As a merchant or advertiser, I’d love to buy risk-free advertising – that is, I’d like to make sure every dollar I spend on advertising results in a sale worth two dollars. But for the most part, I have no such guarantees. However, advertising is inexorably getting better – before 1995, I could only buy offline advertising (TV, newspapers, radio, magazines, billboards) which was pretty unmeasurable except via sampling & surveys. Then in 1995 with Yahoo & AOL I was able to by online advertising (banner ads = CPM), which were mostly unmeasurable, except that I could sort of count impressions. Then more recently in 2001 via Overture (nee Goto.com) and then later Google I could pay for clicks (= CPC), which was pretty measurable, except that I couldn’t track user behavior very well once they clicked thru to the site. And potentially, click fraud from my competitors or CPC affiliates (= Adsense) could increase both my clicks and my cost without increasing the # of sales I receive. Sucks, right? Yet Google still makes money on that crap. But they know they need to fix that and do a better job for their customers.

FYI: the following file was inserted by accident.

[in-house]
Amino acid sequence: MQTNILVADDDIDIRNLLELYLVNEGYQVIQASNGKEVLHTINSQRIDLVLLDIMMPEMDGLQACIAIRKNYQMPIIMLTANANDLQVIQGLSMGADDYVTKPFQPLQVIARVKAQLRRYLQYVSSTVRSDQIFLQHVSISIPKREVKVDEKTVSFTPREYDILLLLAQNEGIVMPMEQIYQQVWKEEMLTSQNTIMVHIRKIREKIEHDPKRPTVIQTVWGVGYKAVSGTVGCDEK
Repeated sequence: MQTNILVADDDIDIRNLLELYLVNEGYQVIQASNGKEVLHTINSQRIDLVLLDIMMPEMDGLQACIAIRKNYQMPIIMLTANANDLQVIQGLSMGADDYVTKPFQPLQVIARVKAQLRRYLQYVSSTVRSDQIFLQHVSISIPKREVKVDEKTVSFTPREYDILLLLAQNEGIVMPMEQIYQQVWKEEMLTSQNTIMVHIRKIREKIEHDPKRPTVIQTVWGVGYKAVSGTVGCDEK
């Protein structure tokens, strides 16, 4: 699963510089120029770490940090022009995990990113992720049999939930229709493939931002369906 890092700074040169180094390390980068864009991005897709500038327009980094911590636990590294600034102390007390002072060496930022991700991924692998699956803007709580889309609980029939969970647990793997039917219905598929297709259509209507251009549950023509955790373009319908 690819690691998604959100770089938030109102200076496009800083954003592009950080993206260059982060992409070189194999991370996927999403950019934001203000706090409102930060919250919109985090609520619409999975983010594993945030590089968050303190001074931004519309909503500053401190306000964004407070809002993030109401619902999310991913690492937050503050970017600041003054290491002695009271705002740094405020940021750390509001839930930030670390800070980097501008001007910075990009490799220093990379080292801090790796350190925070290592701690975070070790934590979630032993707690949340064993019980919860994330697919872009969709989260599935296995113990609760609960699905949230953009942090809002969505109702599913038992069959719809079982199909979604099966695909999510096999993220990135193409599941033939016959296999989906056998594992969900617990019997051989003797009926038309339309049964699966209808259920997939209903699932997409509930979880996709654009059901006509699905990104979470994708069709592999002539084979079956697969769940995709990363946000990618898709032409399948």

Google’s Master Plan, Part II: Guarantee Every Click You Buy Generates a Sale (= CPA)
Now finally in 2007, Google (and others) are introducing advertising based on cost-per-action (CPA) pricing, where advertisers only have to pay for actual results (ideally, sales). In a perfect world, Google starts moving to CPA pricing for a significant portion of its customers, who feel great about it because now they’re only paying for advertising where they KNOW it’s going to create revenue. But in order for Google to make such a move en masse & provide such guarantees, they need to know a helluva lot about your site conversion, and they also want to give you every possible opportunity to learn about and improve your site conversion, so they don’t waste money or clicks sending users to your site that don’t result in sales. Thus, Google can offer CPA more effectively if they’re evaluating how the clicks they send to your site conversion to sales. Which is another reason why metrics are so damn important.